David Bowie’s “Lazarus” is a spiritual successor to Walter Tevis’ sci-fi novel “The Man Who Fell to Earth”. At its core, “Lazarus” is a two-hour meditation on grief and lost hope, but it takes so many wild, fantastical, eye-popping turns that it never drags.
The plot centers on Newton (Dexter’s Michael C. Hall), an alien who lives a miserable, reclusive life ever since he shunned his human ex-lover and was experimented on by the government. His last attempt to build a spaceship to return to his home planet – where his family is – was foiled.
Now, the morose martian spends his days subsisting on cereal, staring at a television, and getting drunk on gin. His assistant, Elly (Fargo’s Cristin Milioti), struggles with her marriage at home and subsequently finds herself increasingly attracted to her boss. Also, a cherubic, mysterious girl (Sophia Anne Caruso) appears and devotes herself to helping Newton escape, while a sinister stranger named Valentine (Michael Esper) lurks in the shadows.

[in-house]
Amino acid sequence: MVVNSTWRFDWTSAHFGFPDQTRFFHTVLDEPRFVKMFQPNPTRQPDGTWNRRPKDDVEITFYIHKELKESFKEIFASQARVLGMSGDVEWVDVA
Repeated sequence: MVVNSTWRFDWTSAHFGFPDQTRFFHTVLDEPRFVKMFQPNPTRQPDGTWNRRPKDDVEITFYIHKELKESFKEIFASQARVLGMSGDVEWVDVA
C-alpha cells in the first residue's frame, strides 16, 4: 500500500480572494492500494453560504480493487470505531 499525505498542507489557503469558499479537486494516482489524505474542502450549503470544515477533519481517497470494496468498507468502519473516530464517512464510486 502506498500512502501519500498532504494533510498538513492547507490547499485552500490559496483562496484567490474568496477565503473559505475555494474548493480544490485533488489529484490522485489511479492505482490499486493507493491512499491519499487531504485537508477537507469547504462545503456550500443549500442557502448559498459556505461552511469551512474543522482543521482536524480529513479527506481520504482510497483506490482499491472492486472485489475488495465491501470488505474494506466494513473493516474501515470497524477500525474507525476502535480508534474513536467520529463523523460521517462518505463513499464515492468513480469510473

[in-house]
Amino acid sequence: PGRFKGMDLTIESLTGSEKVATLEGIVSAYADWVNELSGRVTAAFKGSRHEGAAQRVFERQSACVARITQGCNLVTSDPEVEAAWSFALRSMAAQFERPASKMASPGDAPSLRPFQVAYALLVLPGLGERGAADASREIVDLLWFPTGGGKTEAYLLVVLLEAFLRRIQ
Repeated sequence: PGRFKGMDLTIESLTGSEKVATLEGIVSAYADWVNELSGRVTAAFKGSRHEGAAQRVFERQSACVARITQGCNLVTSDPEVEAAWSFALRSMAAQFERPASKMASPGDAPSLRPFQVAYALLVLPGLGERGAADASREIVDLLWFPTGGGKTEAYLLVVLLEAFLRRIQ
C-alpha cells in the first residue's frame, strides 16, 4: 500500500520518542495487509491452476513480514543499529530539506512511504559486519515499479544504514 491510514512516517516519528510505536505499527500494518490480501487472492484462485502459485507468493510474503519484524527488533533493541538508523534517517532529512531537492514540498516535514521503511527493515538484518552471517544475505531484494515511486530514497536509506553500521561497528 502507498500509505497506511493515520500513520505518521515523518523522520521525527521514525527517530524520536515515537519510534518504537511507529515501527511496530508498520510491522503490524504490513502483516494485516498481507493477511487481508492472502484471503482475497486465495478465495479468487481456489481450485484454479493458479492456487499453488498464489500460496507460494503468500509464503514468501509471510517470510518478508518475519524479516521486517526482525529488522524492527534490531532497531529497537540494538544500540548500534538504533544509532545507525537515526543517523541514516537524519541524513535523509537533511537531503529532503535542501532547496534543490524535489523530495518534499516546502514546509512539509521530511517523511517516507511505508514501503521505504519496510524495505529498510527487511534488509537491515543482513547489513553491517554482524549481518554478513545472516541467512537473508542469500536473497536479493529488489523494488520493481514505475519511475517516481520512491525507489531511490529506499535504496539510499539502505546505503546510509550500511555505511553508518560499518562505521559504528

The set was also minimalist: an unmade bed, a refrigerator, a record player, and a giant television. Behind glass windows, seven musicians played the soundtrack. The music proved to be a huge highlight of the experience.
Some subplots – such as Valentine stalking an attractive couple – felt less than essential to the story. Non-sequitur scenes, such as a bizarre moment when Newton is confronted by a geisha character, seemed to indicate that the protagonist exists outside of our perception of time and space. Director Ivo van Hove also further promoted this concept by sleek, layered scenes where Newton observed multiple plotlines occur simultaneously.
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